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UML is a language with a very broad scope that covers a large and diverse set of application domains. Not all of its modeling
capabilities are necessarily useful in all domains or applications. This suggests that the language should be structured modularly,
with the ability to select only those parts of the language that are of direct interest. On the other hand, an excess of this
type of flexibility increases the likelihood that two different UML tools will be supporting different subsets of the language,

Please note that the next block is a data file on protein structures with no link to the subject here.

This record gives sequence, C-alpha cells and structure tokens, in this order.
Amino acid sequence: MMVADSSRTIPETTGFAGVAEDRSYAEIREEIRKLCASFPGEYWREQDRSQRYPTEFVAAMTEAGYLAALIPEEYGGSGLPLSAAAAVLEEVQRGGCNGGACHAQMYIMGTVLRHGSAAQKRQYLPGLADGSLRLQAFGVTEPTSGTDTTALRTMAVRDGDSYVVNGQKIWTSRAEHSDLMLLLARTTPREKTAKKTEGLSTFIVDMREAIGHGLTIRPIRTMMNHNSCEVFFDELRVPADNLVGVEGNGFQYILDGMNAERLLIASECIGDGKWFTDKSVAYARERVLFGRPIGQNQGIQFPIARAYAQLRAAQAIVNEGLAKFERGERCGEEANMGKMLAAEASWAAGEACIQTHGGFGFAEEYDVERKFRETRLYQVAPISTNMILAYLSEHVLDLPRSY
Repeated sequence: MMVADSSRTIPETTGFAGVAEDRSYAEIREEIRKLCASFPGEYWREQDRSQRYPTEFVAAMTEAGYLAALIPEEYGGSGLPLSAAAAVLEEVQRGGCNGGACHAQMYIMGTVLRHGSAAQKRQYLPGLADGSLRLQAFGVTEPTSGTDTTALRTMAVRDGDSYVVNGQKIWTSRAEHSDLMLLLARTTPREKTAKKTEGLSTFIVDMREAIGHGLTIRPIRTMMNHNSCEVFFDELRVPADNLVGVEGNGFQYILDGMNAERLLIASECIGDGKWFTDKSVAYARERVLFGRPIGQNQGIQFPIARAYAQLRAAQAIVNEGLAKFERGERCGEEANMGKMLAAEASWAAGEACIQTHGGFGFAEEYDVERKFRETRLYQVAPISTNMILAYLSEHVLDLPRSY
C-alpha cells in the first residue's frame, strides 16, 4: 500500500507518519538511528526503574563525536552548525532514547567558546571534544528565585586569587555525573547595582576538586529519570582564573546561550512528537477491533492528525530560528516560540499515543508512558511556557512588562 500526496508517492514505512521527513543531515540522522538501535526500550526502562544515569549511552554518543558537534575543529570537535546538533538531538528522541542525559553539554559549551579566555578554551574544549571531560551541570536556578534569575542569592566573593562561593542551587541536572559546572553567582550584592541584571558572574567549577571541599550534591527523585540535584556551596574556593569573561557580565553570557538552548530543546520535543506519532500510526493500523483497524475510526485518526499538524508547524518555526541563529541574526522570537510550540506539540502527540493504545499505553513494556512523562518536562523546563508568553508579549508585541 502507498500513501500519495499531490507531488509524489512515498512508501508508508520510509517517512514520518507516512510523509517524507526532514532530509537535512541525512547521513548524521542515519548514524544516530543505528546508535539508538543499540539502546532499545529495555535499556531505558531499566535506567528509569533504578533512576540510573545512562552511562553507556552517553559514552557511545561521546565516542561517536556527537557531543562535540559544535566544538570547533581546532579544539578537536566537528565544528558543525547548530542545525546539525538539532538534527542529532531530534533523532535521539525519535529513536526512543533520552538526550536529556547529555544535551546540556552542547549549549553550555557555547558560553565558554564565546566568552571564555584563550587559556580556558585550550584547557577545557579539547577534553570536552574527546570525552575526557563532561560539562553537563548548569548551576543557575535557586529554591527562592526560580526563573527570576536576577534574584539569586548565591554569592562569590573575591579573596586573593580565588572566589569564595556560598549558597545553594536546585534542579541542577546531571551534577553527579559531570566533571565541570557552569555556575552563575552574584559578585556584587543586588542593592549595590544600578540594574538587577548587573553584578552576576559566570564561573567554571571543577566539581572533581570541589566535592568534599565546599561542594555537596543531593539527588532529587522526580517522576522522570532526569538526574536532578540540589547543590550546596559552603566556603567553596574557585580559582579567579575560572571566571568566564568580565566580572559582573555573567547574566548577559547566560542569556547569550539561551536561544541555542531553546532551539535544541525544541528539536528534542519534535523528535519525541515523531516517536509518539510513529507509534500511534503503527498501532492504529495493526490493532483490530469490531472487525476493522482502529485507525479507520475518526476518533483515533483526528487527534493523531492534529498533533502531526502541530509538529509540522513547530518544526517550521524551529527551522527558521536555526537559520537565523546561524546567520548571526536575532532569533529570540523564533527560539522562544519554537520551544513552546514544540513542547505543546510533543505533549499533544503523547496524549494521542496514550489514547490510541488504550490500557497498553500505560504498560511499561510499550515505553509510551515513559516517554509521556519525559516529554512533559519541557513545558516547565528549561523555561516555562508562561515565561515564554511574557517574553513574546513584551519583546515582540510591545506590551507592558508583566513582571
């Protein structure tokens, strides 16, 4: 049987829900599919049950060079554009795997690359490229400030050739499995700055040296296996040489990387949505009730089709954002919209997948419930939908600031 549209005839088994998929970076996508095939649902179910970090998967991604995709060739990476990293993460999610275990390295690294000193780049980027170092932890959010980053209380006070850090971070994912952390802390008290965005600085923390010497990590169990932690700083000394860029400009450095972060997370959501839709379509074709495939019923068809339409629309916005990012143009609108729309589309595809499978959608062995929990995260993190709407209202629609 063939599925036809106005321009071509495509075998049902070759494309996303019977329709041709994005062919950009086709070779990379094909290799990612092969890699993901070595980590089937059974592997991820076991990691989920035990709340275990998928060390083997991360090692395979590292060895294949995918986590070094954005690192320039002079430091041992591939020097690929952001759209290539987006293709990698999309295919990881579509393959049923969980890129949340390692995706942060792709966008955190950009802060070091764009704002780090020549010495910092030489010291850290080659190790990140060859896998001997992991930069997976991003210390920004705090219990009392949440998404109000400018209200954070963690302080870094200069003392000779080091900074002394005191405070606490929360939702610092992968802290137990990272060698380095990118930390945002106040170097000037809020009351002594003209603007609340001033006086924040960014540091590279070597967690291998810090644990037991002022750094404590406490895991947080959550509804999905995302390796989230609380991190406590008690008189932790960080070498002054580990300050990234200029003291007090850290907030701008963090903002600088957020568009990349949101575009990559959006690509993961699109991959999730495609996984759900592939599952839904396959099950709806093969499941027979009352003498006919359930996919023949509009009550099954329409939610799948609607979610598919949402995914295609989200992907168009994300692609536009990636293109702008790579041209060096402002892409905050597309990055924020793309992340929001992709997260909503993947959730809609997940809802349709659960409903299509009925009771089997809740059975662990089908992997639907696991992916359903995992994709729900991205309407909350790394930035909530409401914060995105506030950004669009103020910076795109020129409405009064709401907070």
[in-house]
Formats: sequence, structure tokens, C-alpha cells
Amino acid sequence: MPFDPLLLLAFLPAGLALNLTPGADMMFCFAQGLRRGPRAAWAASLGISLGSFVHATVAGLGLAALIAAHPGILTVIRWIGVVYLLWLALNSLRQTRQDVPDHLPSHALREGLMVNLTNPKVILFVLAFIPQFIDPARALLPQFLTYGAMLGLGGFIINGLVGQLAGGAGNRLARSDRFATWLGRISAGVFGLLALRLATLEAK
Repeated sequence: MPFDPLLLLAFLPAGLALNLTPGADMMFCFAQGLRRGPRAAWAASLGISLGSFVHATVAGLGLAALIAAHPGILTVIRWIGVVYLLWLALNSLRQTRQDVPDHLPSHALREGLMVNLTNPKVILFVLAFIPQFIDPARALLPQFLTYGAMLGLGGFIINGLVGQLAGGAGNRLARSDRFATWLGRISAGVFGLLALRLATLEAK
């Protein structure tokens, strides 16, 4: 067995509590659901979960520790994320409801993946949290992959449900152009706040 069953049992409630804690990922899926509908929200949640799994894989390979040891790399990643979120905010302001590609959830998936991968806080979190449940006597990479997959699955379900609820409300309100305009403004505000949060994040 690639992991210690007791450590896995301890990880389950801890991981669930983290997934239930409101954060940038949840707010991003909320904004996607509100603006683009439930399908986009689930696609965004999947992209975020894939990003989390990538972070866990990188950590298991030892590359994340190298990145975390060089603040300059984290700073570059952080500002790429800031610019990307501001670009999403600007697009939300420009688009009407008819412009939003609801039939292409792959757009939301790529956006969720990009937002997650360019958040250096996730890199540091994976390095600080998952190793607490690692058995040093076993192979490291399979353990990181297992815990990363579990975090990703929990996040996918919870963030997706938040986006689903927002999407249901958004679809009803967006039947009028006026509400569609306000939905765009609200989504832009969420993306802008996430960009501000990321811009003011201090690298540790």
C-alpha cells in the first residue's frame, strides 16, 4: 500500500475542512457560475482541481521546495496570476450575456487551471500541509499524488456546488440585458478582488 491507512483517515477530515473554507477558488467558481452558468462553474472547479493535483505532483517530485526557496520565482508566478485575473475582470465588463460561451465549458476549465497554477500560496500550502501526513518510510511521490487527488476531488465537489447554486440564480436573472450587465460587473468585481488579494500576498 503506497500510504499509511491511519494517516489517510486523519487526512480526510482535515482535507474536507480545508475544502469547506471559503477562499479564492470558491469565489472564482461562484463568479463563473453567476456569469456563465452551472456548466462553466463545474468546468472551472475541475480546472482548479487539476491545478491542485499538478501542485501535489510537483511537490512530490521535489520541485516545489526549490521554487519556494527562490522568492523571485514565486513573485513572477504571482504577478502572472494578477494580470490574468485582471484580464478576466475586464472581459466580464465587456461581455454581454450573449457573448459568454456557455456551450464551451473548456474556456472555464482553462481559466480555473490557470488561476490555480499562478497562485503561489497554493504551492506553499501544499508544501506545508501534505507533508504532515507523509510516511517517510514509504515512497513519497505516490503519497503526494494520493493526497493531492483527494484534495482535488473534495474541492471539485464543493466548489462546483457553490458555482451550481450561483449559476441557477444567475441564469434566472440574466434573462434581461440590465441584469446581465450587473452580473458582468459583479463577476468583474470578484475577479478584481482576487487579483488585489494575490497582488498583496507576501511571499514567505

leading to interchange problems between them. Consequently, the definition of compliance for UML requires a balance to be
drawn between modularity and ease of interchange.
Experience with previous versions of UML has indicated that the ability to exchange models between tools is of paramount interest
to a large community of users. For that reason, this specification defines a small number of compliance levels thereby increasing
the likelihood that two or more compliant tools will support the same or compatible language subsets. However, in recognition
of the need for flexibility in learning and using the language, UML also provides the concept of language units.